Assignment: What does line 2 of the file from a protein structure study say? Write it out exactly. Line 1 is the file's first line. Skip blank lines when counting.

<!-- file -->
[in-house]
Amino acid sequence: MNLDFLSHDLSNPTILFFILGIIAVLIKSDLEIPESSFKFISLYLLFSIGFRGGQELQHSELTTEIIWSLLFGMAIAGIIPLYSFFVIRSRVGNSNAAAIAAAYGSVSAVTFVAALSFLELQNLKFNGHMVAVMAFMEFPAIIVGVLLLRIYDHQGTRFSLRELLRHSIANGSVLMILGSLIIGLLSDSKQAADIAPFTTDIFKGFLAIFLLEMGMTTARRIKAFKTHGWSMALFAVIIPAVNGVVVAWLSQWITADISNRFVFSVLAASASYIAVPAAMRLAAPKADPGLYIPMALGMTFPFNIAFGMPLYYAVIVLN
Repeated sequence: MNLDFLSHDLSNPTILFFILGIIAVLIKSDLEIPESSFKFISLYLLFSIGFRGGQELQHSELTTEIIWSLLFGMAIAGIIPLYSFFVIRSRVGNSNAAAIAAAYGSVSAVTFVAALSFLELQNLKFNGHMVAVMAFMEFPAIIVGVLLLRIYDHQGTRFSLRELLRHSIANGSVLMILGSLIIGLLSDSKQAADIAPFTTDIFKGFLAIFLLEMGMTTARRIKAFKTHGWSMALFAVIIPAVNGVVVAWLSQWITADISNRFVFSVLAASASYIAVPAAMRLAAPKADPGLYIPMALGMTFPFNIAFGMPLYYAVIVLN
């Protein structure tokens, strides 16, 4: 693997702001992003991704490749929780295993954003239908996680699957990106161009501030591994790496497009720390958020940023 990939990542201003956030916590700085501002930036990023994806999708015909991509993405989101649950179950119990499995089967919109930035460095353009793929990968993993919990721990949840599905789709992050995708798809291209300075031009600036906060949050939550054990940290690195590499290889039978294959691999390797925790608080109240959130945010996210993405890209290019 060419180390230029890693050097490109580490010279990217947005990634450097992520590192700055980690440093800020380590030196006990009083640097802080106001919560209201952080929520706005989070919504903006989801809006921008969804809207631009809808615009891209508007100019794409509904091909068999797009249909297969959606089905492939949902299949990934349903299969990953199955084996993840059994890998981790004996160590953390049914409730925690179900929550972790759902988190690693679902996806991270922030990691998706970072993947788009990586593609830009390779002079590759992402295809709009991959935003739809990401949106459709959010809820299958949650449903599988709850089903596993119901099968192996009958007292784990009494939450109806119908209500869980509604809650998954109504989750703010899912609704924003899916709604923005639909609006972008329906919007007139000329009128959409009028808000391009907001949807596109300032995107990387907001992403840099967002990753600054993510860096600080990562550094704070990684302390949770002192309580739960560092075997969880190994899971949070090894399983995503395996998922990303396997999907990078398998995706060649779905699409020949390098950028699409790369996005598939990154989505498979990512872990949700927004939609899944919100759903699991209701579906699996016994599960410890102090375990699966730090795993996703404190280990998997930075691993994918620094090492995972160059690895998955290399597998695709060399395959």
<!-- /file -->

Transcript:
Amino acid sequence: MNLDFLSHDLSNPTILFFILGIIAVLIKSDLEIPESSFKFISLYLLFSIGFRGGQELQHSELTTEIIWSLLFGMAIAGIIPLYSFFVIRSRVGNSNAAAIAAAYGSVSAVTFVAALSFLELQNLKFNGHMVAVMAFMEFPAIIVGVLLLRIYDHQGTRFSLRELLRHSIANGSVLMILGSLIIGLLSDSKQAADIAPFTTDIFKGFLAIFLLEMGMTTARRIKAFKTHGWSMALFAVIIPAVNGVVVAWLSQWITADISNRFVFSVLAASASYIAVPAAMRLAAPKADPGLYIPMALGMTFPFNIAFGMPLYYAVIVLN